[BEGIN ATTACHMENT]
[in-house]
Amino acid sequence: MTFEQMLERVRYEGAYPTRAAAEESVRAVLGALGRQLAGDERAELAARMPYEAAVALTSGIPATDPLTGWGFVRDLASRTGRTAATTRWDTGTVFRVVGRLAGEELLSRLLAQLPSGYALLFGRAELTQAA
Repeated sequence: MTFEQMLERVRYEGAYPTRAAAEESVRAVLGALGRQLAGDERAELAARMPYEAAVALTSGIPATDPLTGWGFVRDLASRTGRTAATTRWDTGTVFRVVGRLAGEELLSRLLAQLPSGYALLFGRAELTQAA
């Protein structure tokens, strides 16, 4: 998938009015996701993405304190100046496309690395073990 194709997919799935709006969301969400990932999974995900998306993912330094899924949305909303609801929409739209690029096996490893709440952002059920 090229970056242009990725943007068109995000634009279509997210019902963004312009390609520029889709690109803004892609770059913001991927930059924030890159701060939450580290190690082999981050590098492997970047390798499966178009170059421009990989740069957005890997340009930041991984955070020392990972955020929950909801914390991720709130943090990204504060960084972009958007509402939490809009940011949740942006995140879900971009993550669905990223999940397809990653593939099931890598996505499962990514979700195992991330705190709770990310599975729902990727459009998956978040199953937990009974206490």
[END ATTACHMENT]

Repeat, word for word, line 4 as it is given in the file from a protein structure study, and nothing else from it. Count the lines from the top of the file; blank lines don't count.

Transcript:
């Protein structure tokens, strides 16, 4: 998938009015996701993405304190100046496309690395073990 194709997919799935709006969301969400990932999974995900998306993912330094899924949305909303609801929409739209690029096996490893709440952002059920 090229970056242009990725943007068109995000634009279509997210019902963004312009390609520029889709690109803004892609770059913001991927930059924030890159701060939450580290190690082999981050590098492997970047390798499966178009170059421009990989740069957005890997340009930041991984955070020392990972955020929950909801914390991720709130943090990204504060960084972009958007509402939490809009940011949740942006995140879900971009993550669905990223999940397809990653593939099931890598996505499962990514979700195992991330705190709770990310599975729902990727459009998956978040199953937990009974206490």